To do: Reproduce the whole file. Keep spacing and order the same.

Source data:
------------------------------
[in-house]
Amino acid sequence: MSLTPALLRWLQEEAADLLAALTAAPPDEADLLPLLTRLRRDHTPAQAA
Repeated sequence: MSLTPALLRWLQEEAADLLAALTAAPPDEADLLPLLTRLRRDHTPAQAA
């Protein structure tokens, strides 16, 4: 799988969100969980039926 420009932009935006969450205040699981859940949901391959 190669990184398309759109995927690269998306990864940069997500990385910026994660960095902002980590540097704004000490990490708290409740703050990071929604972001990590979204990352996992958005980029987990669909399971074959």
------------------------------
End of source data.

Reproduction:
[in-house]
Amino acid sequence: MSLTPALLRWLQEEAADLLAALTAAPPDEADLLPLLTRLRRDHTPAQAA
Repeated sequence: MSLTPALLRWLQEEAADLLAALTAAPPDEADLLPLLTRLRRDHTPAQAA
């Protein structure tokens, strides 16, 4: 799988969100969980039926 420009932009935006969450205040699981859940949901391959 190669990184398309759109995927690269998306990864940069997500990385910026994660960095902002980590540097704004000490990490708290409740703050990071929604972001990590979204990352996992958005980029987990669909399971074959």